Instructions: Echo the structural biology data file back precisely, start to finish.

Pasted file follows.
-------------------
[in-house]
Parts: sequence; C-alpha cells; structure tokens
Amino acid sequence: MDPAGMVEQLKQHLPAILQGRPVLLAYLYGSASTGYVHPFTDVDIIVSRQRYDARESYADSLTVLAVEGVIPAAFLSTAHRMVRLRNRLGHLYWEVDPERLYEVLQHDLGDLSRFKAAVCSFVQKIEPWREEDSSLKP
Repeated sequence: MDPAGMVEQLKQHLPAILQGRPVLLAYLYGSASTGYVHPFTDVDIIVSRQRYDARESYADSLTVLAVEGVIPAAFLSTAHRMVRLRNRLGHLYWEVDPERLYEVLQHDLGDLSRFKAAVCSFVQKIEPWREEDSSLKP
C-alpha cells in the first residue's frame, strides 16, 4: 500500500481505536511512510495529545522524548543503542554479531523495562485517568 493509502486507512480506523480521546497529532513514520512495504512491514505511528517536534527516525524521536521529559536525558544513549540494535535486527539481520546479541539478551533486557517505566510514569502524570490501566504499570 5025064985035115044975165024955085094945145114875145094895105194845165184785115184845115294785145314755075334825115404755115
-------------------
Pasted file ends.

[in-house]
Parts: sequence; C-alpha cells; structure tokens
Amino acid sequence: MDPAGMVEQLKQHLPAILQGRPVLLAYLYGSASTGYVHPFTDVDIIVSRQRYDARESYADSLTVLAVEGVIPAAFLSTAHRMVRLRNRLGHLYWEVDPERLYEVLQHDLGDLSRFKAAVCSFVQKIEPWREEDSSLKP
Repeated sequence: MDPAGMVEQLKQHLPAILQGRPVLLAYLYGSASTGYVHPFTDVDIIVSRQRYDARESYADSLTVLAVEGVIPAAFLSTAHRMVRLRNRLGHLYWEVDPERLYEVLQHDLGDLSRFKAAVCSFVQKIEPWREEDSSLKP
C-alpha cells in the first residue's frame, strides 16, 4: 500500500481505536511512510495529545522524548543503542554479531523495562485517568 493509502486507512480506523480521546497529532513514520512495504512491514505511528517536534527516525524521536521529559536525558544513549540494535535486527539481520546479541539478551533486557517505566510514569502524570490501566504499570 5025064985035115044975165024955085094945145114875145094895105194845165184785115184845115294785145314755075334825115404755115